The Maritime History of the Great Lakes
British Whig (Kingston, ON), 22 Jun 1906

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Steamer Caspian Starts Tomorrow.

The ever popular and reliable steamer Caspian will make her initial trip of the season, on Saturday, leaving port at 10:15 a.m. for the Thousand Islands, returning at 4:15 p.m. A complete tour of the picturesque United States and Canadian channels will be made.

Leaving here Saturday afternoon, she will proceed up the Bay of Quinte, across Lake Ontario to Summerville, port of Rochester, and the daily service between there and the Islands given by her and her sister ship North King, of the Lake Ontario and Bay of Quinte Steamboat company, will have commenced. These two speedy steamers will, also, alternate through the summer in a daily run between Rochester and Port Hope.

In many respects the steamer Caspian commences her season a new boat, and more than ever ready of acceptance of implicit faith from the excursion travelling public. After a winter's thorough overhauling in the government dry-dock portions of a new steel hull and several other additional improvements to keep up with the march of time, give her an added staunchness. She is, in truth, a neat speedy craft.

The usual "spring cleaning," under the hands of the scrubbers' and painters' brushes, has had the desired effect in brightening and putting all in spick and span condition. As in previous years she is painted "white as a swan."

"When you take a trip on the North King or Caspian, be sure and get a meal on board," is such a familiar phrase that it seems like a proverb. Excellent cuisine of former seasons has gained for these boats an enviable reputation and a silent tribute goes up to the chief steward, J. Tilton, of Moulinette. Though he has the overseeing of the two steamers, in immediate charge of the Caspian will be H. McCrodan, Belleville.

In command this year, as last season, will be Capt. Bloomfield, of this city, than whom there are few better known or more popular masters of the lake and river plying boats. The other officers will be: mate, George Smith, Picton; engineer, O.J. Hickey, Kingston; second engineer, G. Sauve, Kingston; purser, Frederick Maund, Kingston.

E.E. Horsey, general manager of the L.O. & B. of Q. S.S. Co., predicts a busy summer for tourist traffic on their steamers. Despite the earliness of the season, already the steamer North King has been doing a good business, and the coming of the warm days will but serve to drive city folk on the water and few more charming and thoroughly pleasing trips could be taken than that out of Rochester to the Thousand Islands and return.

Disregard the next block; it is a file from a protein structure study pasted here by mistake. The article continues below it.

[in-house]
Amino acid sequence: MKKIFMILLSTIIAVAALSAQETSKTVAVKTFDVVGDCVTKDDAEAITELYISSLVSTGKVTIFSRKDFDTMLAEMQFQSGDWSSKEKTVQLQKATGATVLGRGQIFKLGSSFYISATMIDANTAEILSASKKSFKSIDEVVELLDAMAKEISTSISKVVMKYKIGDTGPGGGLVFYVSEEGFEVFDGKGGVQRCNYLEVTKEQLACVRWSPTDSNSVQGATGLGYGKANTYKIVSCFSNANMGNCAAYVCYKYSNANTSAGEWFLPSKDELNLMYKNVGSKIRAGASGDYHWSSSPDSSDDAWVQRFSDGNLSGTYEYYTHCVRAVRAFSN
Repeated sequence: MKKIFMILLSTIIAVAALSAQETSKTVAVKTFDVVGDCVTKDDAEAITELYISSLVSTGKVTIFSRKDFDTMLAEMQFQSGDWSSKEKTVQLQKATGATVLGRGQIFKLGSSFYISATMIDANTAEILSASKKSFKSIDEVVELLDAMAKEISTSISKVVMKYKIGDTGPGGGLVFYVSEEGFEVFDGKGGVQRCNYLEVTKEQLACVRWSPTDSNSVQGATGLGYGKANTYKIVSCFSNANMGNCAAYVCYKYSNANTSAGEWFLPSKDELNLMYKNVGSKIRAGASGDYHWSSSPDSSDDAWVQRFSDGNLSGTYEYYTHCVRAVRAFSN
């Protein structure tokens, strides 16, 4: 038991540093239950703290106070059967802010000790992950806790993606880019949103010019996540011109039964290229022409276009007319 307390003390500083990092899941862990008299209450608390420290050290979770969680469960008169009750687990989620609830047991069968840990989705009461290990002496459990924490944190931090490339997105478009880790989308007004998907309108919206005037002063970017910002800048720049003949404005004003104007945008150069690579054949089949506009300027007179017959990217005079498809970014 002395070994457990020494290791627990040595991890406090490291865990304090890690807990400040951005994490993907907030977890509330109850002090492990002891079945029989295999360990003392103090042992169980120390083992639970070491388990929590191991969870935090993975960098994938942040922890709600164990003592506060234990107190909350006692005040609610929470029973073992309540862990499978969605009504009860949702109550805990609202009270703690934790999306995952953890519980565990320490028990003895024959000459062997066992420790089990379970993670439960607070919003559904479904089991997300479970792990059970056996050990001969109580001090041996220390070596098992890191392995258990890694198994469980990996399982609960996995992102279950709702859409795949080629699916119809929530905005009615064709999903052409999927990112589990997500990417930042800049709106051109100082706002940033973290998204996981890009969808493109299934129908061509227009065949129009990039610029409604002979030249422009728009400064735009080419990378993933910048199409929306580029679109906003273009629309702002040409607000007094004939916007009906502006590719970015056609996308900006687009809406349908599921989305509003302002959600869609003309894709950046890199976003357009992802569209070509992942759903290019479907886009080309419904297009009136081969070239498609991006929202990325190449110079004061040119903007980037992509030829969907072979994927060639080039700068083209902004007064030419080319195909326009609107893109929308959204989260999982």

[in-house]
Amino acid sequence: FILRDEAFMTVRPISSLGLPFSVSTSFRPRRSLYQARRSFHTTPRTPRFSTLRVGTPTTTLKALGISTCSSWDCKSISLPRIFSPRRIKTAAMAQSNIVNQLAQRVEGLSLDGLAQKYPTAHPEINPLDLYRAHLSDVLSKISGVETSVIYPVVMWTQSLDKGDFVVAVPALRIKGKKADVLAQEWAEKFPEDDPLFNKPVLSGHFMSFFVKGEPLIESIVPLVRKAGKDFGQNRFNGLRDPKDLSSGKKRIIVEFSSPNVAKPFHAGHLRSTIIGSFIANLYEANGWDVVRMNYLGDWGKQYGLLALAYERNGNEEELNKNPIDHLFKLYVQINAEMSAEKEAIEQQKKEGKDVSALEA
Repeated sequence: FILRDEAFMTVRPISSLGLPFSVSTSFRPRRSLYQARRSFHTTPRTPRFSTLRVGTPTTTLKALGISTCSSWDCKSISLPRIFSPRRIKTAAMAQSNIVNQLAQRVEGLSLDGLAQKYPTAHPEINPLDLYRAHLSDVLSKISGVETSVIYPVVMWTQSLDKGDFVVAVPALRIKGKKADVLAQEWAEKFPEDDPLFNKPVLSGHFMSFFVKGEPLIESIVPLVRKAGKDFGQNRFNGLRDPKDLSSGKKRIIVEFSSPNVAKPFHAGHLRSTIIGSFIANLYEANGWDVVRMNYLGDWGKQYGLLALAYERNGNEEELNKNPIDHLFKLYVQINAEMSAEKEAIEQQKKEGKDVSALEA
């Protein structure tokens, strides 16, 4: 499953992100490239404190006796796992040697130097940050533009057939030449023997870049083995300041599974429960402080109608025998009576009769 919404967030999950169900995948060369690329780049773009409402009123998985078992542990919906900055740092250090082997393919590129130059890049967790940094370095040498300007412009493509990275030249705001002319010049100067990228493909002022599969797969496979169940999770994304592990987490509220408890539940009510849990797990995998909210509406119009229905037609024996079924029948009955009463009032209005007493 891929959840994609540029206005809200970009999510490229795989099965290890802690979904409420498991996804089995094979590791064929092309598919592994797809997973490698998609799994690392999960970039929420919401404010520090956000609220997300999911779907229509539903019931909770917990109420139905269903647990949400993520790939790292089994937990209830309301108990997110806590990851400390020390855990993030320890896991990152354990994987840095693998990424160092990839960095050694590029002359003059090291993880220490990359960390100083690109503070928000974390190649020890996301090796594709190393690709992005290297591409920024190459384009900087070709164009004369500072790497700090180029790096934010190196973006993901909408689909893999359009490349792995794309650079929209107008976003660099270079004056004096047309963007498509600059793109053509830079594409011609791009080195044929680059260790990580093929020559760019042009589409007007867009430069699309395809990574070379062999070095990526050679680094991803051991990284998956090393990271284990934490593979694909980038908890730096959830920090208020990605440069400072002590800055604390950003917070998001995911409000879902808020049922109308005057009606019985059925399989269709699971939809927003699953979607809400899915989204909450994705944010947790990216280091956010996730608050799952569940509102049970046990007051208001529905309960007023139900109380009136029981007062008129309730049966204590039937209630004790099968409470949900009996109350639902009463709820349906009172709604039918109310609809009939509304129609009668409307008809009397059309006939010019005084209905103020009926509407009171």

A strong factor considered by people of the "flower city," is that they may take the trip and yet not miss work. Leaving there Saturday, they spend all Sunday on the water, see, perhaps, some of the choicest scenic bits of the fair dominion and are returned to Uncle Sam's domains in time for business, Monday morning.


Crawford's: barge Valencia with coal from Oswego.

The barge Lapwing is at Booth's with coal from Oswego.

The sloop Laura D. cleared light for Wolfe Island this morning.

The steamer Toronto had 175 passengers and considerable freight on her down trip this morning.

Richardsons': tug Reid and two grain barges from Montreal; steamer Navajo on her way from Hamilton to Montreal, with iron.

Towed by M.T. Co.'s tugs Emerson and Mary P. Hall, the big freighter Scottish Hero, travelling up the lake in halves, left port last night at 10:30 o'clock for Port Dalhousie.

M.T. Co.: tug Emerson, from Oswego with one coal barge; tug Thomson from Oswego with a coal barge; propellor A.D. Davidson, from Chicago, with 80,000 bushels of corn.

It will be two weeks yet before the broken lock in the Rideau canal at Washburn can be repaired. The first thing to be done now, and at which they are working, is to build a coffer-dam above the lock.

Canal Barge Sunk.

The following message was received, this morning, at Craig's wharf from C.D. Wilson, purser of the steamer Alexandria, at Montreal: "A barge sunk in canal lock; reports say it will be Friday before cleared up. Will be twenty-four or more hours late."

As a consequence of the sinking of the barge, the steamer Belleville did not get up yesterday and the steamer City of Montreal will not arrive today. The name of the barge is not known here; however, it is not likely a local vessel.

p.5 Cape Vincent Notes - The lighthouse tender Crocus dropped in here on Thursday morning to charge her Pintch light storage batteries. The government lighthouse inspectors are on board her.

The steamer Arundell passed through here, west-bound, with a good load of passengers. Next week her sister ship, the Iroquois, will be on the Lewiston-Thousand Island run, making a daily boat to the islands.

Off On A Cruise - steamyacht Captain Dave Waggoner and house boat Waunegan, owned by Googenheimer of New York, left for ten day cruise up the Bay of Quinte.

p.8 Pith of the News - The wrecking tug James Reid is at Fort William, to release the steamer Monkshaven, blown ashore on Pie Island, during the big storm last fall.

Yacht Association Officers - The directors of the Kingston Yacht Club Association, limited, met this morning and elected the following officers: President, J.M. Campbell; vice-president, H.W. Richardson; secretary-treasurer, J.H. Macnee.

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22 Jun 1906
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  • Ontario, Canada
    Latitude: 44.22976 Longitude: -76.48098
Rick Neilson
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Public domain: Copyright has expired according to the applicable Canadian or American laws. No restrictions on use.
Maritime History of the Great Lakes
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British Whig (Kingston, ON), 22 Jun 1906